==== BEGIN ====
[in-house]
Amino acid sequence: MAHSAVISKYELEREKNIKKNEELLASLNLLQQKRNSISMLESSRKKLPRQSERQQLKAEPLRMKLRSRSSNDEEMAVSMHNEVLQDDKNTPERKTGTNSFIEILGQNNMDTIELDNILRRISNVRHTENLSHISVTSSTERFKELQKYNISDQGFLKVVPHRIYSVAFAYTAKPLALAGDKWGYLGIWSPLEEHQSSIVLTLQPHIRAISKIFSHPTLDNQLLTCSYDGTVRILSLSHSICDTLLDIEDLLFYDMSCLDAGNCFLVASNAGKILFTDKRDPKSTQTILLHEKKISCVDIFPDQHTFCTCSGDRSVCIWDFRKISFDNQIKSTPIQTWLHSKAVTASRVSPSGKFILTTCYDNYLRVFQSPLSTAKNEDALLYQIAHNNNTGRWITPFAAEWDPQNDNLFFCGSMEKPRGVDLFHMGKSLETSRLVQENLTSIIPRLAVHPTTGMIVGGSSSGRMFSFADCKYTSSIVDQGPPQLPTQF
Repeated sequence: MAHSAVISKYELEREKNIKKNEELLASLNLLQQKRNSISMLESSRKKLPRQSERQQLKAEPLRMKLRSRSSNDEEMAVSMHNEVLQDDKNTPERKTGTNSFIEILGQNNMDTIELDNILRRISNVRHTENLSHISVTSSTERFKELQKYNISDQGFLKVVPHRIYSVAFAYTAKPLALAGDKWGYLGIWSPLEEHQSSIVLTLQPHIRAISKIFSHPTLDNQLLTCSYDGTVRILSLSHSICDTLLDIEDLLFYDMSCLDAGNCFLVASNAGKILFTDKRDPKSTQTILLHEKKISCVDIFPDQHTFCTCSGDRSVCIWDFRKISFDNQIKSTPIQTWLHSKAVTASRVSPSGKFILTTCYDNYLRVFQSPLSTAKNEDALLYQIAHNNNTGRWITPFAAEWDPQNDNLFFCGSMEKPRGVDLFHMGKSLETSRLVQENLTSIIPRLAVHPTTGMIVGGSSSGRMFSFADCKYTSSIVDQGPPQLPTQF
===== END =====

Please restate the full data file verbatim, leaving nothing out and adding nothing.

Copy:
[in-house]
Amino acid sequence: MAHSAVISKYELEREKNIKKNEELLASLNLLQQKRNSISMLESSRKKLPRQSERQQLKAEPLRMKLRSRSSNDEEMAVSMHNEVLQDDKNTPERKTGTNSFIEILGQNNMDTIELDNILRRISNVRHTENLSHISVTSSTERFKELQKYNISDQGFLKVVPHRIYSVAFAYTAKPLALAGDKWGYLGIWSPLEEHQSSIVLTLQPHIRAISKIFSHPTLDNQLLTCSYDGTVRILSLSHSICDTLLDIEDLLFYDMSCLDAGNCFLVASNAGKILFTDKRDPKSTQTILLHEKKISCVDIFPDQHTFCTCSGDRSVCIWDFRKISFDNQIKSTPIQTWLHSKAVTASRVSPSGKFILTTCYDNYLRVFQSPLSTAKNEDALLYQIAHNNNTGRWITPFAAEWDPQNDNLFFCGSMEKPRGVDLFHMGKSLETSRLVQENLTSIIPRLAVHPTTGMIVGGSSSGRMFSFADCKYTSSIVDQGPPQLPTQF
Repeated sequence: MAHSAVISKYELEREKNIKKNEELLASLNLLQQKRNSISMLESSRKKLPRQSERQQLKAEPLRMKLRSRSSNDEEMAVSMHNEVLQDDKNTPERKTGTNSFIEILGQNNMDTIELDNILRRISNVRHTENLSHISVTSSTERFKELQKYNISDQGFLKVVPHRIYSVAFAYTAKPLALAGDKWGYLGIWSPLEEHQSSIVLTLQPHIRAISKIFSHPTLDNQLLTCSYDGTVRILSLSHSICDTLLDIEDLLFYDMSCLDAGNCFLVASNAGKILFTDKRDPKSTQTILLHEKKISCVDIFPDQHTFCTCSGDRSVCIWDFRKISFDNQIKSTPIQTWLHSKAVTASRVSPSGKFILTTCYDNYLRVFQSPLSTAKNEDALLYQIAHNNNTGRWITPFAAEWDPQNDNLFFCGSMEKPRGVDLFHMGKSLETSRLVQENLTSIIPRLAVHPTTGMIVGGSSSGRMFSFADCKYTSSIVDQGPPQLPTQF